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Why is the Stonewall trailer pretending trans people didn’t start the riots?

Why is the Stonewall trailer pretending trans people didn’t start the riots?

Stonewall stars Jeremy Irvine

When Hollywood gets it wrong, it gets it very wrong indeed, and as reactions to the trailer for Roland Emmerich’s Stonewall movie begin to circulate, it looks as though this may be one of those occasions.

The film, according to IMDB, represents ‘a young man’s political awakening and coming of age during the days and weeks leading up to the Stonewall Riots’. That is not, on its own, an entirely bad premise for a film: but according to the trailer, Stonewall is inspired by the ‘incredible true story’ of the riots and tells the tale of the ‘unsung heroes’ who created the Pride movement: gay white men.

The action is filtered through the eyes of Danny Winters (Jeremy Irvine), who dovetails neatly with the conservatism in mainstream film funding by being young, cis, gay, white and male. And cute.

But Winters is not just fictional bystander: apparently, he also throws the first brick that launched the riots on the night of June 28, 1969.

As narrative turn, that is somewhere between bold and crass in the extreme.

For it has long been documented that the first bricks – and bottles, and pretty much anything that was not nailed down – were thrown by genuine unsung heroes: drag queens, crossdressers, trans people, and butch lesbians; and many, if not most of these were decidedly not white.

They included 17-year-old Puerto Rican drag queen and trans activist Sylvia Rivera; black trans activists Marsha P. Johnson and Miss Major, black butch icon Stormé De Larverie, who legendarily was the first person to punch a cop, and bisexual feminist Brenda Howard, who organized the first pride parade after the riots and is known as the ‘Mother of Pride’.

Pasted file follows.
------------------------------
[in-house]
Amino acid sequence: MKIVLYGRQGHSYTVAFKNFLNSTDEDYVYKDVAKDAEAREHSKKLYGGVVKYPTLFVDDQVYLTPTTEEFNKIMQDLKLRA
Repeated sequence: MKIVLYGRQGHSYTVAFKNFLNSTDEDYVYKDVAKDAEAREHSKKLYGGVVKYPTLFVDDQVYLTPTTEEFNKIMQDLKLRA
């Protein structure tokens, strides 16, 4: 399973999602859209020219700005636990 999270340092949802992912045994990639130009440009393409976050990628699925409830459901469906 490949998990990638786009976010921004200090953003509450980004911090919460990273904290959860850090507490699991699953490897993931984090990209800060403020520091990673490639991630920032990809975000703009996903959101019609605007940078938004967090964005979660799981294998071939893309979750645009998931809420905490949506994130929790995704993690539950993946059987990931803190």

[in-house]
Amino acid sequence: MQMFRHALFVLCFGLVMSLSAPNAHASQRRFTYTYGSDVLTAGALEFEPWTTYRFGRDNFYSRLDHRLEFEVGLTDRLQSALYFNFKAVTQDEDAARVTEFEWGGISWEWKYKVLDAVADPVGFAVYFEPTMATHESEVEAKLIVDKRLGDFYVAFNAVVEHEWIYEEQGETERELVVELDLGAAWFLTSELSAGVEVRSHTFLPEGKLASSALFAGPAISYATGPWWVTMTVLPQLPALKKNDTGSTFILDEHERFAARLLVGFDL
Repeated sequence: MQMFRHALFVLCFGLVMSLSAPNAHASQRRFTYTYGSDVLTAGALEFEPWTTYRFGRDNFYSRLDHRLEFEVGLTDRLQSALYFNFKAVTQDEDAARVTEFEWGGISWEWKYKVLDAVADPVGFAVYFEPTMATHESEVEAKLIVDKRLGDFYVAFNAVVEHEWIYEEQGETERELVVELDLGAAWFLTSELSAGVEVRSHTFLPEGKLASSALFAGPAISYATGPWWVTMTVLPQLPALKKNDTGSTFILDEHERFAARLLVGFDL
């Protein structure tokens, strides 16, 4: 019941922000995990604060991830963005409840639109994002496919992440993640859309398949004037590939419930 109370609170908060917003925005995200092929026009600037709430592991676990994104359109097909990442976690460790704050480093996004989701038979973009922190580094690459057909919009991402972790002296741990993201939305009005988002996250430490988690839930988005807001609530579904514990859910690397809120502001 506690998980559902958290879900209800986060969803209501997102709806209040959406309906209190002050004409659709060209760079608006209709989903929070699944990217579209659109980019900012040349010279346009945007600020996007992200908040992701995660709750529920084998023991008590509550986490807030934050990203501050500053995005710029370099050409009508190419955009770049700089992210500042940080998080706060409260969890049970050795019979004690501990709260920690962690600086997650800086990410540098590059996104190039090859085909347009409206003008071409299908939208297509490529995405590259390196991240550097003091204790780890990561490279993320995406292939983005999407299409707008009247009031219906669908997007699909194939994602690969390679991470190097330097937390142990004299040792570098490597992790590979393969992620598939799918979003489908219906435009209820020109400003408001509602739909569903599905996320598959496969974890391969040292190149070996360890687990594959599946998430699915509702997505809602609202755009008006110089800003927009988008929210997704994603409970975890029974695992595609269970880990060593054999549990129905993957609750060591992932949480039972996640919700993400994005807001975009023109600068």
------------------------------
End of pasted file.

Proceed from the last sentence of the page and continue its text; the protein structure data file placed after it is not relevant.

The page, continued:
Yet just one of these – Marsha Johnson, played by a cis guy (Otoja Abit) – makes it into the bottom half of the cast list, some way below ‘Woman with poodle’. Otherwise, the focus of the movie is on the guys.

Of course gay men were involved in the events of that night, but as Stonewall veteran, Roy McCarthy, later explained: ‘when I talk about gay community, the transgenders were a part of it. We never ever considered them not! Bisexuals, crossdressers, were never ever not considered a part of it! We were all gay!’

Emmerich’s subsequent attempts to deflect criticism have not helped. In an interview with the Big Gay Picture Show, he says: ‘I think we represented it very well[…] We have drag queens, lesbians, we have everything in the film because we wanted to portray a broader image of what “gay” means.’

The problem is that Stonewall remains an exceedingly touchy topic for the trans community. No-one has ever claimed that trans were ‘doing it for ourselves’ back in 1969. However, with the mainstreaming of gay culture, Stonewall remains potent symbol not simply of LGBTI activism, but of a simmering resentment that sometimes gay activism places some LGBT rights, tactically, over others.

The moderate view, advanced by the Big Gay Picture Show is that hopefully, ‘the critics will wait until they’ve seen the movie before writing it off’.

On the other hand, if it as outright a piece of whitewashing and ciswashing as early reviewers are suggesting, then with trans activists already starting to mobilize for the film’s release later this year, ‘I predict a riot’.